Ascent of Man, The - 3 Part

And from the clash of warring Nature's strife
Man day by day wins his imperilled life;
For, goaded on by want, he hunts the roe,
Chases the deer, and lays the wild boar low.
In his rude boat made of the hollow trees
He drifts adventurous on the unoared seas,
And, as he tilts upon the rocking tide,
Catches the glistening fish that flash and glide
Innumerably through the waters wide.
He'll fire the bush whose flames shall help him fel
The trunks to prop his roof, where he may dwell
Beside the bubbling of a crystal well,
Sheltered from drenching rains or noxious glare
When the sun holds the zenith. Delving there,
His cumbered wife, whose multifarious toil
Seems never done, breaks the rich virgin soil,
And in the ashes casts the casual seeds
Of feathered grass and efflorescent weeds;
When, as with thanks, the bounteous earth one morn
Returns lush blades of life-sustaining corn.
And while the woman digs and plants, and twines
To precious use long reeds and pliant bines,
He—having hit the brown bird on the wing,
And slain the roe—returns at evening,
And gives his spoil unto her, to prepare
The succulent, wildwood scented, simmering fare,
While with impatient sniffs and eager-eyed
His bronze-limbed children gather to his side.
And, when the feast is done, all take their ease,
Lulled by the sing-song of the evening breeze
And murmuring undertones of many-foliaged trees;
While here and there through rifts of green the sky
Casts its blue glance like an all-seeing eye.
But though by stress of want and poignant need
Man tames the wolf-sprung hound and rearing steed,
Pens up the ram, and yokes the deep-horned ox,
And through wide pastures shepherds woolly flocks;
Though age by age, through discipline of toil,
Man wring a richer harvest from the soil,
And in the grim and still renewing fight
Slays loathly worms and beasts of gruesome might
By the close-knitted bondage of the clan,
Which adding up the puny strength of man
Makes thousands move with one electric thrill
Of simultaneous, energetic will;
Yet still behind the narrow borderland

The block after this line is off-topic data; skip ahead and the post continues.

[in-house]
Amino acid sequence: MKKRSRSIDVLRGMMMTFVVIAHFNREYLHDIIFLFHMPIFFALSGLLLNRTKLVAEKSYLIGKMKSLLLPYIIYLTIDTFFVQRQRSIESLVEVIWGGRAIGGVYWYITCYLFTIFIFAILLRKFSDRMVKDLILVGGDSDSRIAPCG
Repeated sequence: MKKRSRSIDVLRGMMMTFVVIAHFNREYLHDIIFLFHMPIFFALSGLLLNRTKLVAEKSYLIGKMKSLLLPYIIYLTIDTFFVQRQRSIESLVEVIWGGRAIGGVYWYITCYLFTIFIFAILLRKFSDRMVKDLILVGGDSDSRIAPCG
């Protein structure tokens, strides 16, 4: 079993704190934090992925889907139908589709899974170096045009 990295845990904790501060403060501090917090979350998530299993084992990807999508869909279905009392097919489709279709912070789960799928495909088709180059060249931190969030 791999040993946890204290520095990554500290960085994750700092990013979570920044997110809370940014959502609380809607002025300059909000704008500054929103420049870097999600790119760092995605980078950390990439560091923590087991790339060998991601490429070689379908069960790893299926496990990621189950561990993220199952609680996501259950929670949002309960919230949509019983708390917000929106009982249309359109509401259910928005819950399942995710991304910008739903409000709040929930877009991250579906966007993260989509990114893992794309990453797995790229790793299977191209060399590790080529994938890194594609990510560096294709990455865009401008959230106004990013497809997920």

Where in security he seems to stand,
His apprehensive life is compassed round
By baffling mysteries he cannot sound,
Where, big with terrors and calamities,
The future like a foe in ambush lies:
A muffled foe, that seems to watch and wait
With the Medusa eyes of stony fate.—
Great floods o'erwhelm and ruin his ripening grain,
His boat is shattered by the hurricane,
From the rent cloud the tameless lightning springs—
Heaven's flame-mouthed dragon with a roar of wings—
And fires his hut and simple household things;
Until before his horror-stricken eyes
The stored-up produce of long labour lies,
A heap of ashes smoking 'neath the skies.—
Or now the pastures where his flocks did graze,
Parched, withered, shrivelled by the imminent blaze
Of the great ball of fire that glares above,
Glow dry like iron heated in a stove;
Turning upon themselves, the tortured sheep,
With blackening tongues, drop heap on gasping heap,
Their rotting flesh sickens the wind that moans
And whistles poisoned through their chattering bones;
While the thin shepherd, staring sick and gaunt,
Will search the thorns for berries, or yet haunt
The stony channels of some river-bed
Where filtering fresh perchance a liquid thread.
Of water may run clear.—Now dark o'erhead,
Thickening with storm, the wintry clouds will loom,
And wrap the land in weeds of mournful gloom;
Shrouding the sun and every lesser light
Till earth with all her aging woods grows white,
And hurrying streams stop fettered in their flight.
Then famished beasts freeze by the frozen lakes,
And thick as leaves dead birds bestrew the brakes;
And, cowering blankly by the flickering flame,
Man feels a presence without form or name,
When by the bodies of his speechless dead
In barbarous woe he bows his stricken head.
Then in the hunger of his piteous love
He sends his thought, winged like a carrier dove—
Through the unanswering silence void and vast,